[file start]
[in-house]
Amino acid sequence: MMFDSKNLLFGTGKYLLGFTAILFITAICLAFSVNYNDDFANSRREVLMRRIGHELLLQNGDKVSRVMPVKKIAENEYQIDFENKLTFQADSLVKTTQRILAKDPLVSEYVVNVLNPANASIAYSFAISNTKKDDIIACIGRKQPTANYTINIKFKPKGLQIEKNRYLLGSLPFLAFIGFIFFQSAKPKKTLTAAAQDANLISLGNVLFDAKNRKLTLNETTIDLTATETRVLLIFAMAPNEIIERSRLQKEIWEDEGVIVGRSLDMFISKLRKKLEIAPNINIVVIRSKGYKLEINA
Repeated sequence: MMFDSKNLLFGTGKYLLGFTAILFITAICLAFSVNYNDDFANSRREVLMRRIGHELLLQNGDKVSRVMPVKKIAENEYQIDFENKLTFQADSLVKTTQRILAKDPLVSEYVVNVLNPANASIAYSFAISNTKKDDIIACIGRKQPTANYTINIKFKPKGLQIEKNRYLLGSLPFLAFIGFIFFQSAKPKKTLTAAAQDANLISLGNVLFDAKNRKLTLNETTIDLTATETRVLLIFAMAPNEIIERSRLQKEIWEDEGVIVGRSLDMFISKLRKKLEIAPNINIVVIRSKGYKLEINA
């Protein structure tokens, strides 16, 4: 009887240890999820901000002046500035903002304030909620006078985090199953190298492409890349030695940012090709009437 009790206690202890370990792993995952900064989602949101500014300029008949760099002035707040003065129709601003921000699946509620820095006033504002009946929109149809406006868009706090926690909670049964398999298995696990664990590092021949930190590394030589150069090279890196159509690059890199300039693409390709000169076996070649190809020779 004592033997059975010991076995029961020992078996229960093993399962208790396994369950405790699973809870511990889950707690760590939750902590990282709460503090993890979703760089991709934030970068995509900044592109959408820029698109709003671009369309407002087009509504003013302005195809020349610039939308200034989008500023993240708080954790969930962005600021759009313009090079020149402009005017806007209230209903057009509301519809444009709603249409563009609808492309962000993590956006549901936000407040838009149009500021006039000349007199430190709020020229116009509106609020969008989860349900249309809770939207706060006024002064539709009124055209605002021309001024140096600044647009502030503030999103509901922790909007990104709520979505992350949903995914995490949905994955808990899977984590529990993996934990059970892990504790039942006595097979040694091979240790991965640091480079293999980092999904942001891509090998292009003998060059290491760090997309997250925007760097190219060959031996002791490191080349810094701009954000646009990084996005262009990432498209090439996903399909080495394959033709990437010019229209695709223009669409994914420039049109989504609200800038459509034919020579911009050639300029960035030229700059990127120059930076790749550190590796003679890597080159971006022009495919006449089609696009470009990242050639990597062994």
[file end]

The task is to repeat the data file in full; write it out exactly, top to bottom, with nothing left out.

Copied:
[in-house]
Amino acid sequence: MMFDSKNLLFGTGKYLLGFTAILFITAICLAFSVNYNDDFANSRREVLMRRIGHELLLQNGDKVSRVMPVKKIAENEYQIDFENKLTFQADSLVKTTQRILAKDPLVSEYVVNVLNPANASIAYSFAISNTKKDDIIACIGRKQPTANYTINIKFKPKGLQIEKNRYLLGSLPFLAFIGFIFFQSAKPKKTLTAAAQDANLISLGNVLFDAKNRKLTLNETTIDLTATETRVLLIFAMAPNEIIERSRLQKEIWEDEGVIVGRSLDMFISKLRKKLEIAPNINIVVIRSKGYKLEINA
Repeated sequence: MMFDSKNLLFGTGKYLLGFTAILFITAICLAFSVNYNDDFANSRREVLMRRIGHELLLQNGDKVSRVMPVKKIAENEYQIDFENKLTFQADSLVKTTQRILAKDPLVSEYVVNVLNPANASIAYSFAISNTKKDDIIACIGRKQPTANYTINIKFKPKGLQIEKNRYLLGSLPFLAFIGFIFFQSAKPKKTLTAAAQDANLISLGNVLFDAKNRKLTLNETTIDLTATETRVLLIFAMAPNEIIERSRLQKEIWEDEGVIVGRSLDMFISKLRKKLEIAPNINIVVIRSKGYKLEINA
């Protein structure tokens, strides 16, 4: 009887240890999820901000002046500035903002304030909620006078985090199953190298492409890349030695940012090709009437 009790206690202890370990792993995952900064989602949101500014300029008949760099002035707040003065129709601003921000699946509620820095006033504002009946929109149809406006868009706090926690909670049964398999298995696990664990590092021949930190590394030589150069090279890196159509690059890199300039693409390709000169076996070649190809020779 004592033997059975010991076995029961020992078996229960093993399962208790396994369950405790699973809870511990889950707690760590939750902590990282709460503090993890979703760089991709934030970068995509900044592109959408820029698109709003671009369309407002087009509504003013302005195809020349610039939308200034989008500023993240708080954790969930962005600021759009313009090079020149402009005017806007209230209903057009509301519809444009709603249409563009609808492309962000993590956006549901936000407040838009149009500021006039000349007199430190709020020229116009509106609020969008989860349900249309809770939207706060006024002064539709009124055209605002021309001024140096600044647009502030503030999103509901922790909007990104709520979505992350949903995914995490949905994955808990899977984590529990993996934990059970892990504790039942006595097979040694091979240790991965640091480079293999980092999904942001891509090998292009003998060059290491760090997309997250925007760097190219060959031996002791490191080349810094701009954000646009990084996005262009990432498209090439996903399909080495394959033709990437010019229209695709223009669409994914420039049109989504609200800038459509034919020579911009050639300029960035030229700059990127120059930076790749550190590796003679890597080159971006022009495919006449089609696009470009990242050639990597062994």